America: A Tool for Turkish Domestic Policy

How the US is helping the ruling Islamist government solidify power.

Turkey’s President Recep Tayyip Erdogan has finally agreed to allow the US to use the NATO airbase at Incirlik in southern Turkey for sorties against ISIL in Syria. This will cut flying time for American bombers from 3 hours from the Gulf to 15 minutes, but the two allies seem to be talking at cross purposes. 

According to US President Barack Obama, the agreement they are working on is carefully bound around closing off the Turkish border to foreign fighters entering Syria, but Turkey regards it as carte blanche for a showdown with Kurds on both sides of the border. A senior US military official, speaking to The Wall Street Journal, has been more forthright: “It’s clear that ISIL was a hook. Turkey wanted to move against the PKK [Kurdistan Workers’ Party], but it needed a hook.”

Three years ago, Turkey failed to secure the UN Security Council’s support for the creation of a safe zone for refugees and a no-fly zone along the Syrian border and has since lobbied for U.S. backing, but after the bomb attack in the Kurdish border town of Suruc on July 20 a solution has been found.   

There is apparent agreement between the US and Turkey to create what both parties call “an ISIL-free zone” across the border in northern Syria, which will drive a wedge about 68 miles long and 40 miles deep between the Kurdish autonomous cantons of Kobane and Jazira to the east and Afrin to the west of the projected zone.   

The US State Department insists that this will not be a “safe zone,” but Turkish Prime Minister Ahmet Davutoglu continues to push for a no-fly zone in this “safe area.” Furthermore, Turkey claims it has reached an understanding with the US that the Kurdish PYD (Democratic Union Party) and its military wing, the YPG (People’s Defense Units), will not cross to the west of the Euphrates. 

The idea is that joint anti-ISIL operations will clear this zone ready for occupation by “moderate” Syrian opposition forces, but here there is also a difference of opinion on the definition of “moderate.” The first test of a joint “train and equip” program did not end well, as most of a team of 54 fighters sent to Syria in July were killed, wounded or captured by the al-Nusra Front.   

The most effective force in the region is Jaish al-Fatah (Army of Conquest), which includes the al-Nusra Front and Ahrar al-Sham, a Salafist group. Backed by Turkey, Qatar and the Saudis, this coalition is unlikely to gain US support. Besides, al-Nusra has decided to withdraw from the region in criticism of the Turkey-US plan, which it said was aimed to prevent the creation of a Kurdish state in northern Syria rather than fight Syrian President Bashar al-Assad.

A Reliable Ally

The Suruc bombing was blamed on ISIL, but whoever arranged it, it allowed Turkey’s interim AKP (Justice and Development Party) government to make common cause with the US and brand itself as a reliable ally in the war on terror. Prime Minister Davutoglu declared: “Turkey and AK Party governments have never had any direct or indirect connection with any terrorist organization and never tolerated any terrorist group,” but facts state otherwise.  

A report last November from the UN Security Council’s Analytical Support and Sanctions Monitoring Team notes that the primary routes for the arms smuggled to ISIL and the al-Nusra Front run through Turkey. A US State Department briefing at the beginning of June also stated that nearly all of more than 22,000 foreign fighters who have poured into Syria to join extremist organizations, mainly ISIL, have come through Turkey.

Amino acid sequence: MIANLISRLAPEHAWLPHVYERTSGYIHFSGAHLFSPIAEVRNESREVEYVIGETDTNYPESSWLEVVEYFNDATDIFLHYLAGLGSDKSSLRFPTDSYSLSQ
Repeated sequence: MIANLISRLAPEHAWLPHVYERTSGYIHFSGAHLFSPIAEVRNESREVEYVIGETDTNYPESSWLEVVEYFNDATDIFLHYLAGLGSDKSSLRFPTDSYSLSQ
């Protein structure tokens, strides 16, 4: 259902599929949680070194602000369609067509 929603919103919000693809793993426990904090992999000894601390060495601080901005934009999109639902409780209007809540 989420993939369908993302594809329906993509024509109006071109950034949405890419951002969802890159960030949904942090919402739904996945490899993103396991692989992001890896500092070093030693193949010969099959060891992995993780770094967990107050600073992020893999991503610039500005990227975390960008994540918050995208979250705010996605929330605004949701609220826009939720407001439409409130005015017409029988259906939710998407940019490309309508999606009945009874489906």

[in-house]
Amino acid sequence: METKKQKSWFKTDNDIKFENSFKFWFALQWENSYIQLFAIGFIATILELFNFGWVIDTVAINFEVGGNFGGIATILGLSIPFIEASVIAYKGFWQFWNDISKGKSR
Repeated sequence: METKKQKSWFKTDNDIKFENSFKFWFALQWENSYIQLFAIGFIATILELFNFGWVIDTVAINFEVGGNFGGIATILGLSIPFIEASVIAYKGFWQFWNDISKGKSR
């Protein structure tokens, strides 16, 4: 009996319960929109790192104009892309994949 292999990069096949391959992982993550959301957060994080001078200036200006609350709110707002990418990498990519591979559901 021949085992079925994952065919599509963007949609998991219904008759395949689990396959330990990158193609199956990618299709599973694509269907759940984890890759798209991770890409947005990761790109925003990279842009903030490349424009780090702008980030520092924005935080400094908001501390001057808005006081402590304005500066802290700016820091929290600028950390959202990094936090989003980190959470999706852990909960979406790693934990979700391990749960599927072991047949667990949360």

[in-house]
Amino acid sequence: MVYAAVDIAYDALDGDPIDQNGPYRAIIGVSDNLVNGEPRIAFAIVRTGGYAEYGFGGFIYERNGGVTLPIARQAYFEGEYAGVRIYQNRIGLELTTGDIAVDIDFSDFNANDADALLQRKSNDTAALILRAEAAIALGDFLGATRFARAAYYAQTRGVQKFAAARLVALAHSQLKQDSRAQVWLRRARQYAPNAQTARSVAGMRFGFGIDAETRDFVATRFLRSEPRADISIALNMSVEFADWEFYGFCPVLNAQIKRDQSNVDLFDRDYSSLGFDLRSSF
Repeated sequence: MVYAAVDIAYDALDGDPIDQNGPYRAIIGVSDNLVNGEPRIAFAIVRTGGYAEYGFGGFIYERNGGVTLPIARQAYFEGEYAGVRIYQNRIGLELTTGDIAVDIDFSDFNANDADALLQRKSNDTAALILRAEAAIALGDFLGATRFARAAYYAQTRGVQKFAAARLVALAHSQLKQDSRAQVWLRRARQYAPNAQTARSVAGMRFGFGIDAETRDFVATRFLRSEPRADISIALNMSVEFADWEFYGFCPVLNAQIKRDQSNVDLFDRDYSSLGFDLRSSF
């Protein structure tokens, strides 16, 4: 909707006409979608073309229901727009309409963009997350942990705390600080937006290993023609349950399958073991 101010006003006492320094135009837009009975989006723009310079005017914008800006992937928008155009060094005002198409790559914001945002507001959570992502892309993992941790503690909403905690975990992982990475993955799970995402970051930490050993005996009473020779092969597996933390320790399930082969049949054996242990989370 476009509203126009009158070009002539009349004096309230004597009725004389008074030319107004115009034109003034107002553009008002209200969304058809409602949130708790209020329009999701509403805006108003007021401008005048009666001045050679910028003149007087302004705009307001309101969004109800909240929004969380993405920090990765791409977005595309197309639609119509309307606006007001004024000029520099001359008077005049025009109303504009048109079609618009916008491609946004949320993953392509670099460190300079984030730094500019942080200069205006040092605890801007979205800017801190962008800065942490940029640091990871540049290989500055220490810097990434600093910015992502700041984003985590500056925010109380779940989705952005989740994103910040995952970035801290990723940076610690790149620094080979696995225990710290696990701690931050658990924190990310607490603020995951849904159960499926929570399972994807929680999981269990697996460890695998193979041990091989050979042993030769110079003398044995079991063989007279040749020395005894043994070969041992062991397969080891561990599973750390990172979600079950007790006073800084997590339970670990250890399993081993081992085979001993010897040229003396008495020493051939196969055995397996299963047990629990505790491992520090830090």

There are numerous reports in the Western and also Turkish press implicating Turkey and in particular Turkey’s National Intelligence Organization (MIT) in the organized supply of weapons and fighters to jihadist groups in Syria. In one instance, in January last year Syria-bound trucks belonging to MIT were stopped by the local gendarmerie, but the public prosecutors and the gendarmerie commander involved have themselves been arrested and prosecuted for “attempting to topple or incapacitate the government” and “exposing information regarding the security and political activities of the state.”

The violent response of the PKK to the Suruc bombing has also provided justification for the Turkish government to launch attacks on PKK targets in northern Iraq and southeastern Turkey under the guise of a “synchronized war on terror.” It is indicative that there have been three strikes on ISIL positions in Syria but 300 against the PKK. 

In a tape of a national security meeting leaked on YouTube in March last year, the Turkish Foreign Ministry’s undersecretary observed: “Our national security has become the tool of vulgar, cheap domestic policy.” This is apparently what has happened, and in return for access to Incirlik airbase the US is now serving Turkish domestic interests. 

President Erdogan’s AKP government lost its overall majority in the June election because the Kurdish-based HDP (Peoples’ Democratic Party) overcame the 10 percent electoral threshold and gained 80 out of the Turkish parliament’s 550 seats. 

Attempts to form a coalition government have predictably collapsed and now Erdogan can call for a new election, probably in November. His hope is that the AKP will once again gain an overall majority sufficient to push through a new constitution, which will give him full executive power.

To do this Erdogan will have to discredit the HDP in the eyes of the electorate, which he is well on the way to doing with his claim that the Kurdish party is an extension of the PKK. In return, the HDP has warned: “It is a plan to set the country on fire in order for the government to secure a single-party government in a snap election, while creating an impression it is conducting a comprehensive fight against terrorism.”